The Rime of The Ancient Mariner

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The Rime of The Ancient Mariner is considered the starting point for the development of English romanticism. It is notable for its deliberately archaic language and inventive use of almost every known poetic technique. Examples from this poem are often given in English-language prosody manuals. Responding to the complaints of the first reviewers regarding the complexity of the language, sometimes obscuring the meaning of the poem, Coleridge revised the text for subsequent editions of the Lyrical Ballads. In addition, he provided the work with lengthy comments. The poem’s language complexity, technique flexibility, and the use of comments are some of the elements that make it a unique example of the late 18th century.

The Plot and Analysis of the Poem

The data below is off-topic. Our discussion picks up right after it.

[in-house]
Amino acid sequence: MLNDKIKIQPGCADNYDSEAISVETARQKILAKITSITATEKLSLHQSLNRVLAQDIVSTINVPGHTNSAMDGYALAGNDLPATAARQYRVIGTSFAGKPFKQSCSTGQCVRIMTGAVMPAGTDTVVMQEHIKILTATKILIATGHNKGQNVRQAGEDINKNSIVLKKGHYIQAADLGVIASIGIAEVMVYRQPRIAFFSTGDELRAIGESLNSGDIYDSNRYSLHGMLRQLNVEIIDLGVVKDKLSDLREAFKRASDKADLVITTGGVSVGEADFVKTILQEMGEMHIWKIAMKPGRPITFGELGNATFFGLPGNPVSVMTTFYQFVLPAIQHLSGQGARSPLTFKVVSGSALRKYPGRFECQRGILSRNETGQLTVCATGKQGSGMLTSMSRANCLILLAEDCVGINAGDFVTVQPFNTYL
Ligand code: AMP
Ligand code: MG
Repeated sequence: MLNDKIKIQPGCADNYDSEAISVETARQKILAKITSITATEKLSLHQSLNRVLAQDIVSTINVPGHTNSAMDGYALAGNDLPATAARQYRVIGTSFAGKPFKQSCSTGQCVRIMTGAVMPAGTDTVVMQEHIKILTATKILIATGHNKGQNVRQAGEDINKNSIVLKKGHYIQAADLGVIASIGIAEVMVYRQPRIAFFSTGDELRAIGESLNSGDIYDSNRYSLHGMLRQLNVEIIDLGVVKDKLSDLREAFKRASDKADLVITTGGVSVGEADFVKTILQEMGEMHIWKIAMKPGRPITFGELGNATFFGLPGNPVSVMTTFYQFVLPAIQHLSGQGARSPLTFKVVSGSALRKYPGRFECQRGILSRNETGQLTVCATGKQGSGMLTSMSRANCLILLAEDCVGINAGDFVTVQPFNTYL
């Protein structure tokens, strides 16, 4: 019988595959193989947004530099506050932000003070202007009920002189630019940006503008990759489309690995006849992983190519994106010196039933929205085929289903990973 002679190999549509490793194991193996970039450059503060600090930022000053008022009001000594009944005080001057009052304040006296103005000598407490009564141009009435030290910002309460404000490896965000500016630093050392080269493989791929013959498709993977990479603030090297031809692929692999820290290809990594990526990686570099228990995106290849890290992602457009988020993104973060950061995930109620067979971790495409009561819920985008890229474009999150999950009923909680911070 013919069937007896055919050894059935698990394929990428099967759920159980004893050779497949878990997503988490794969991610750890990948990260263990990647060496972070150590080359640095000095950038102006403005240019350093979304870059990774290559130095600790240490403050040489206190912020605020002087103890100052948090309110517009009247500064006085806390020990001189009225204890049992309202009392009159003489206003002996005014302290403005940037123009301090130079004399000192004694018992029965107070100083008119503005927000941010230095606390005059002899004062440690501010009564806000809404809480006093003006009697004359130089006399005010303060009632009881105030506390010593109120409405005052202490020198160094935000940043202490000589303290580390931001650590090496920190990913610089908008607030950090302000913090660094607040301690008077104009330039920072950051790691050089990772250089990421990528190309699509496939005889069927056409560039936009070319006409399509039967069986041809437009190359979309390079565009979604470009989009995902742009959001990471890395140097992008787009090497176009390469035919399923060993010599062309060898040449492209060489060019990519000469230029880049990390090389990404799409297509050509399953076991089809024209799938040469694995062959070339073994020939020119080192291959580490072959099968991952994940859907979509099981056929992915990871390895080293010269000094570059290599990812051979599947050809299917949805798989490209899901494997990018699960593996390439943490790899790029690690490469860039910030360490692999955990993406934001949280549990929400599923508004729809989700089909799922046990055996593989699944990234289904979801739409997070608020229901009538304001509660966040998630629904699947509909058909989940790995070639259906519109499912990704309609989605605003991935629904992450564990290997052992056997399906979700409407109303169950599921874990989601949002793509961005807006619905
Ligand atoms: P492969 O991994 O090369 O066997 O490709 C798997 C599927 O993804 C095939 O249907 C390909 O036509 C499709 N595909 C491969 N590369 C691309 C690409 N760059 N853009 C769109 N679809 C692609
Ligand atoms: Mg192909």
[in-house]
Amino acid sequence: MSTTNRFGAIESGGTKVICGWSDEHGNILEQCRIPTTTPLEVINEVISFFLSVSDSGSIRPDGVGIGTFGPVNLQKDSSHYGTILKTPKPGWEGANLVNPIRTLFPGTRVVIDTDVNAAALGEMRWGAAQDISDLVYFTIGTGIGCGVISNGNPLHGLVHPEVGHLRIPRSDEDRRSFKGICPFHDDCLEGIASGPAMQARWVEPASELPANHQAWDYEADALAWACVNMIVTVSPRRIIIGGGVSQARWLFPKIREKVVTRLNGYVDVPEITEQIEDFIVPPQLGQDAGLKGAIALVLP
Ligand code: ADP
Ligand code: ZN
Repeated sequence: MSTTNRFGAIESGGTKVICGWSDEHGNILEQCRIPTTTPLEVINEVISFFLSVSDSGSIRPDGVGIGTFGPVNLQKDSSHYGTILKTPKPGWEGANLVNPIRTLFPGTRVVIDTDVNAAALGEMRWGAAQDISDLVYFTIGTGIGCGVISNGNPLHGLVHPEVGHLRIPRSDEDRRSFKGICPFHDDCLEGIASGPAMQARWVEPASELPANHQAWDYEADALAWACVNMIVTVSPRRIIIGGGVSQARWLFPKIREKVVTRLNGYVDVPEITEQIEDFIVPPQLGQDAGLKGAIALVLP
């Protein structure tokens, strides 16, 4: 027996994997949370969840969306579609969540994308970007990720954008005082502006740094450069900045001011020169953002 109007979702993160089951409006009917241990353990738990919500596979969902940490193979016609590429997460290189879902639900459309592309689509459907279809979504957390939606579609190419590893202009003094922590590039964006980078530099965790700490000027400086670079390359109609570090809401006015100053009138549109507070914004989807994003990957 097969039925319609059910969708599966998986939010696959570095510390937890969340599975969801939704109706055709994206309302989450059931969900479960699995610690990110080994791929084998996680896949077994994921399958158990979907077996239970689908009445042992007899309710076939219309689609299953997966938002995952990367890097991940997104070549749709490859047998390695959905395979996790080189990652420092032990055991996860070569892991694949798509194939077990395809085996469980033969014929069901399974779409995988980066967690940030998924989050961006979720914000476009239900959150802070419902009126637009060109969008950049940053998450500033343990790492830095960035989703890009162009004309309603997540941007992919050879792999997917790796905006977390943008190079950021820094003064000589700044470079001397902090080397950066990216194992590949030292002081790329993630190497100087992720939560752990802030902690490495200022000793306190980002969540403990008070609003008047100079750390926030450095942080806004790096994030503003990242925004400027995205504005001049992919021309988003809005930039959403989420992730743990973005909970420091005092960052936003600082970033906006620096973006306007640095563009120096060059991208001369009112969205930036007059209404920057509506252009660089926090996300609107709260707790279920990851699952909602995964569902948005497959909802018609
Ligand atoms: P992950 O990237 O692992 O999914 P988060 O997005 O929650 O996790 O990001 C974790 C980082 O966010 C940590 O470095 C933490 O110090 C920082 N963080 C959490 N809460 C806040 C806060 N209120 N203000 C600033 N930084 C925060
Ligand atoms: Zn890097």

To write an immortal poem, Samuel Coleridge used the story of an 18th-century traveler who told in his book about a strange man. It was the captain's mate, already elderly and always thoughtful. He believed in ghosts. When storms overtook them along the way, he claimed that this was retribution for the death of an albatross, a huge white bird from the breed of gulls, which he shot as a joke. The old man, the hero of the poem, of course, comes from the depths of the country (Rumens). The premise of the poem is quite simple, albeit evidently somewhat tragic. The titular mariner who tells about his experiences during the storm was largely traumatized by them, which foreshadows the story nearly right from the start.